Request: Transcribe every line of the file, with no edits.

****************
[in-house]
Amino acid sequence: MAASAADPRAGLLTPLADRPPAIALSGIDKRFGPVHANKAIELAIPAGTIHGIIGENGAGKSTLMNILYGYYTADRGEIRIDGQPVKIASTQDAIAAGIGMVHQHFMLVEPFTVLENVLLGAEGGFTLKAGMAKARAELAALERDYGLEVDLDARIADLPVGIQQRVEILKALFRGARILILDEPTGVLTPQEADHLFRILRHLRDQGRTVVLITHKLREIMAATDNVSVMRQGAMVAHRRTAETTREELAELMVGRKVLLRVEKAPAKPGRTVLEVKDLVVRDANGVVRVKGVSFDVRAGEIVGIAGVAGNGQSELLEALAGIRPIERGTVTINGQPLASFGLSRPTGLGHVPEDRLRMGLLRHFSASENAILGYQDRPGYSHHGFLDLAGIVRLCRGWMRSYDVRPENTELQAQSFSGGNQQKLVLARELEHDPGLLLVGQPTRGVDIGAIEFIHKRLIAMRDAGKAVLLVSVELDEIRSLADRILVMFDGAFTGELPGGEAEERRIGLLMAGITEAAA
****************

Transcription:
[in-house]
Amino acid sequence: MAASAADPRAGLLTPLADRPPAIALSGIDKRFGPVHANKAIELAIPAGTIHGIIGENGAGKSTLMNILYGYYTADRGEIRIDGQPVKIASTQDAIAAGIGMVHQHFMLVEPFTVLENVLLGAEGGFTLKAGMAKARAELAALERDYGLEVDLDARIADLPVGIQQRVEILKALFRGARILILDEPTGVLTPQEADHLFRILRHLRDQGRTVVLITHKLREIMAATDNVSVMRQGAMVAHRRTAETTREELAELMVGRKVLLRVEKAPAKPGRTVLEVKDLVVRDANGVVRVKGVSFDVRAGEIVGIAGVAGNGQSELLEALAGIRPIERGTVTINGQPLASFGLSRPTGLGHVPEDRLRMGLLRHFSASENAILGYQDRPGYSHHGFLDLAGIVRLCRGWMRSYDVRPENTELQAQSFSGGNQQKLVLARELEHDPGLLLVGQPTRGVDIGAIEFIHKRLIAMRDAGKAVLLVSVELDEIRSLADRILVMFDGAFTGELPGGEAEERRIGLLMAGITEAAA